I'm not actually looking to side-load DLLs, I'm looking to write a native 64-bit exe that performs a global hook (which also raises the question, does the global hook still work if another application has it's own DLLs packaged with it) on a few of the 64-bit cryptographic functions that are loaded in user mode. What I'm thinking is, if anything, Windows SxS will actually cause me headaches. If an application is allowed to use it's own DLLs, all those functions are loaded into the process's memory (detailed, likely, in the PEB) which is not the same area as where advapi32.dll is loaded globally by Windows when it starts. So if anything, Windows SxS will cause headache more than alleviate them.
Post 23 Apr 2016, 15:23
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StakFallT wrote:
... you're saying that fASM can be used to generate a native 64-bit exe that uses the 64-bit versions of functions?
Yes, it does. There many examples of 64-bit programs on this board.
StakFallT wrote:
... does the global hook still work if another application has it's own DLLs packaged with it)
No it can't. If a program has a private DLL then by definition it is not global.
StakFallT wrote:
... on a few of the cryptographic functions that are loaded in user mode.... if anything, Windows SxS will actually cause me headaches. If an application is allowed to use it's own DLLs, all those functions are loaded into the process's memory (detailed, likely, in the PEB) which is not the same area as where advapi32.dll is loaded globally by the Windows when it starts.
That is not the fault of SxS. If a program has its own DLLs then advapi32.dll could be completely ignored and the system would never know or care.

ETA: A program can also have its own crypto functions in the core exe without needing any DLLs, so there is no guarantee that you could ever use a DLL hook to catch all usage of crypto.
Post 23 Apr 2016, 15:42
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StakFallT



Joined: 19 Jan 2006
Posts: 48
StakFallT
Quote:

Yes, it does. There many examples of 64-bit programs on this board.


See I had always believed they were 64-bit programs, but using 32-bit functions, much in the same way that a full 32-bit through-and-through application can be allowed to run on a 64-bit system. Interesting. I'll have to check them out; thanks!

Quote:

No it can't. If a program has a private DLL then by definition it is not global.

Yeah, that's kind've what I thought. Unfortunately, that DEFINITELY throws a serious curveball in how I was hoping to solve the problem.

Quote:

That is not the fault of SxS. If a program has its own DLLs then advapi32.dll could be completely ignored and the system would never know or care.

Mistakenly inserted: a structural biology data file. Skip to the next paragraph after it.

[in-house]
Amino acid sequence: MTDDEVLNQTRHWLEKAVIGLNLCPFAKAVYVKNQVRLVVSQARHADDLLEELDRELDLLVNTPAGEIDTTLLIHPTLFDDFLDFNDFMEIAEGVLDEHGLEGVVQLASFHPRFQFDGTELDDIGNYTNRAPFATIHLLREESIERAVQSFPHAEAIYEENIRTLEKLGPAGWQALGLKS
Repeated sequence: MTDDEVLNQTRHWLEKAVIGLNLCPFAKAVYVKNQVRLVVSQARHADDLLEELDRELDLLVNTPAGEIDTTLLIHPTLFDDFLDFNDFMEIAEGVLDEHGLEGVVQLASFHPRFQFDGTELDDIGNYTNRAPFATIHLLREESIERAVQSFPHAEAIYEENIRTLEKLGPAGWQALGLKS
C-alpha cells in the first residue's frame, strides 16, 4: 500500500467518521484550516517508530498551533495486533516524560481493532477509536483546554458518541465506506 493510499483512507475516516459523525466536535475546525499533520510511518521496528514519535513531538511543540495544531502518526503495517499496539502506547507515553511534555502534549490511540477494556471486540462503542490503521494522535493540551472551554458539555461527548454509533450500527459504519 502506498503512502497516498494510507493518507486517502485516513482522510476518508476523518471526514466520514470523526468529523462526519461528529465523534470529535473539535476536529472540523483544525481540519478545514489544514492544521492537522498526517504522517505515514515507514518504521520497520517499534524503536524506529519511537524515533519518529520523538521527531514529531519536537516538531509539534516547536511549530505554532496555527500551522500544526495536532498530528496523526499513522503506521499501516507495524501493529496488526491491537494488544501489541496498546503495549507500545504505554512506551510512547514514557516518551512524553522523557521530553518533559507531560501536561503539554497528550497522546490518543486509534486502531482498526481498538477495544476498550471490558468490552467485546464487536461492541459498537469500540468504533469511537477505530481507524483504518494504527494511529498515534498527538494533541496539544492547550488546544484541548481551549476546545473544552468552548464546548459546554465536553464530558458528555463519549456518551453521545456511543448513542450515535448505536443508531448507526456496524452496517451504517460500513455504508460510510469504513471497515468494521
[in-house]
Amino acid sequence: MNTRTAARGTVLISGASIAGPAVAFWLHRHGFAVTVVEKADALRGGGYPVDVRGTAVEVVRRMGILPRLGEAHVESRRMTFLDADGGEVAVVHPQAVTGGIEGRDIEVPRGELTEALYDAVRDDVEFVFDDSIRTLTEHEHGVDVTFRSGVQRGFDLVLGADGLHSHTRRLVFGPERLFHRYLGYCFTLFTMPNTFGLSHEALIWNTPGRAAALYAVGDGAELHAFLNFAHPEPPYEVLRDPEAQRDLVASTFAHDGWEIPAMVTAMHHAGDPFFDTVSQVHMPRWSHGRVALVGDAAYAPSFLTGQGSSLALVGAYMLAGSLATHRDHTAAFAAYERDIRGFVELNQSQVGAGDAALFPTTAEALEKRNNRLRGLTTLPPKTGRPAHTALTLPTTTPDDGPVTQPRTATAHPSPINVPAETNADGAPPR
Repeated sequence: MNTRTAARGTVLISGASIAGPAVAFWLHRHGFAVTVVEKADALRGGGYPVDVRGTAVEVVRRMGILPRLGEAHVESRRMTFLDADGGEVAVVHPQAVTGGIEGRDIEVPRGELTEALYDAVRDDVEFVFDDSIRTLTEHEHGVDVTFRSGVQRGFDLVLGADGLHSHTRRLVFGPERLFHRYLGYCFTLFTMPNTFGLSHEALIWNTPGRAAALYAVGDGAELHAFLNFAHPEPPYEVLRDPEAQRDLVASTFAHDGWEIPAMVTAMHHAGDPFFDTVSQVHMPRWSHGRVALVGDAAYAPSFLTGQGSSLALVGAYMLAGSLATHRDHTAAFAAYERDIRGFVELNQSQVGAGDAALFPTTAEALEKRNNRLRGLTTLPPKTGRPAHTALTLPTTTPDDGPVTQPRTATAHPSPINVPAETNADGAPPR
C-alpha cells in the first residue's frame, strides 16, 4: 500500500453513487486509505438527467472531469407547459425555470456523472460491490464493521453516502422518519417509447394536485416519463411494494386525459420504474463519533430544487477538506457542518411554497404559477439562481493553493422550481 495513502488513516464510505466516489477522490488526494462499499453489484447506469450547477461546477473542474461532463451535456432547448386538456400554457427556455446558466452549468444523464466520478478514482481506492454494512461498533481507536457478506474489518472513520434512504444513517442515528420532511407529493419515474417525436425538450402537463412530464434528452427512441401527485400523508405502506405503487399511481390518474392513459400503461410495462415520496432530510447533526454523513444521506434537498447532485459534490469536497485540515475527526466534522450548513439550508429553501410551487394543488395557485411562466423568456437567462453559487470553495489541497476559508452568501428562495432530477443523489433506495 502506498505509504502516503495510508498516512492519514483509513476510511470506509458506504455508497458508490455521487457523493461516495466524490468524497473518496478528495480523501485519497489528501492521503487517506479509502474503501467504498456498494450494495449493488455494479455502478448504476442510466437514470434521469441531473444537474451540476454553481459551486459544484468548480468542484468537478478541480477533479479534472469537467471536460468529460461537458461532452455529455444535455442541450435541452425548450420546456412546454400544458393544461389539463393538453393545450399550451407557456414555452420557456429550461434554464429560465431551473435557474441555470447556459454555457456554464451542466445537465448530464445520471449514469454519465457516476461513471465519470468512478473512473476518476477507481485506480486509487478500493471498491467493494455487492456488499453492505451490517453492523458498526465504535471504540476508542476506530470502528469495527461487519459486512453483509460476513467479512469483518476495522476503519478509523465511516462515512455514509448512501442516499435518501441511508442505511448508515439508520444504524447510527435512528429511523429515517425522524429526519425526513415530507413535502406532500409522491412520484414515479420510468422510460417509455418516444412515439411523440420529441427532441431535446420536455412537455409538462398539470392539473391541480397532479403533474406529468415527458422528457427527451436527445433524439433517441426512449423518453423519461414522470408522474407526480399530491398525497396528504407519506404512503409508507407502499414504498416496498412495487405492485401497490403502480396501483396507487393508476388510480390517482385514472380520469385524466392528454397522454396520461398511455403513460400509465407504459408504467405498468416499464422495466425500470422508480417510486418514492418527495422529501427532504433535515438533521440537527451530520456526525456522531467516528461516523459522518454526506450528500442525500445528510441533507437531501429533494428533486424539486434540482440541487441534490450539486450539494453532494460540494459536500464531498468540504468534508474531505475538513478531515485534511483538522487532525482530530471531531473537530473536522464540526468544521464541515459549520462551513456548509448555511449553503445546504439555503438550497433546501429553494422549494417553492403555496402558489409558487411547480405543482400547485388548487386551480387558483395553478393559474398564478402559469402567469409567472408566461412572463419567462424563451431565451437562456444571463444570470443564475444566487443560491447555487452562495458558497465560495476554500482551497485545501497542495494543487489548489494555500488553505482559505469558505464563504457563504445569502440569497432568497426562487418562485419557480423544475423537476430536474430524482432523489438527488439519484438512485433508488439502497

Well no. I agree. It's just it sounded like, and maybe I interpreted what you were saying incorrectly, that you were implying Windows SxS s what would make what I wanted work. From my idea's standpoint, it creates problems for it. But I agree, it is operating the way intended. Because, basically, even if I were to set up a global hook, if a program loads it's own version of those DLLs, the hook is completely bypassed. I'm going have to go back to the drawing board a little I'm thinking :/ But I'd rather it now then deep into coding and realize it then.

Thanks btw!
Post 23 Apr 2016, 15:50
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revolution
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It is an unfortunate naming artefact that the file named "kernel32.dll" is actually a 64-bit DLL when linked by a 64-bit program. And, more sensibly, it is a 32-bit DLL when linked by a 32-bit program. Same name, different bitness.
Post 23 Apr 2016, 18:26
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StakFallT



Joined: 19 Jan 2006
Posts: 48
StakFallT
... *mind kind've blown*... I mean I guess it makes sense in hindsight now. Because if it weren't that way, then there'd have to be a kernel64.dll or something. I guess I just never really thought much about it. OH. That's where the SysWOW64 folder comes into play huh? They are literally the 64-bit versions of the 32-bit files. I never really noticed it because they also had the 32-bit parts in their names. Which you'd think the 64-bit ones would actually be named with the 64 qualifier in it.

What scenario would require a 64-bit program compiled as 64-bit to look for it's 64-bit DLLs to be named the same as the 32 monikers? The only logical explanation I can come up with is the filenames are hardcoded somewhere in the MSVC Runtime Libraries and they can manipulate what bit DLLs get used outside of the compiled DLL by playing the games MS typically does, softlinks (in the case of My Documents and Documents, the library feature, etc.), moving files around various directories, etc. But if they change the filename in the source code of the runtime library, they would then have to go into the code and add conditionals depending on the architecture.
Post 23 Apr 2016, 19:19
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revolution
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StakFallT wrote:
That's where the SysWOW64 folder comes into play huh? They are literally the 64-bit versions of the 32-bit files.
Hehe, well kind of. Actually the system32 folder has the 64-bit files and and syswow64 folder has the 32-bit files. I guess that makes sense to someone at MS.
Post 24 Apr 2016, 02:35
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StakFallT



Joined: 19 Jan 2006
Posts: 48
StakFallT
lol. Can't make this stuff up Razz

Yeah, it probably made sense to Balmer

I almost typed I think it's starting to make sense. What I mean to type is, I think I'm starting to understand it.

Thanks! Smile
Post 24 Apr 2016, 03:12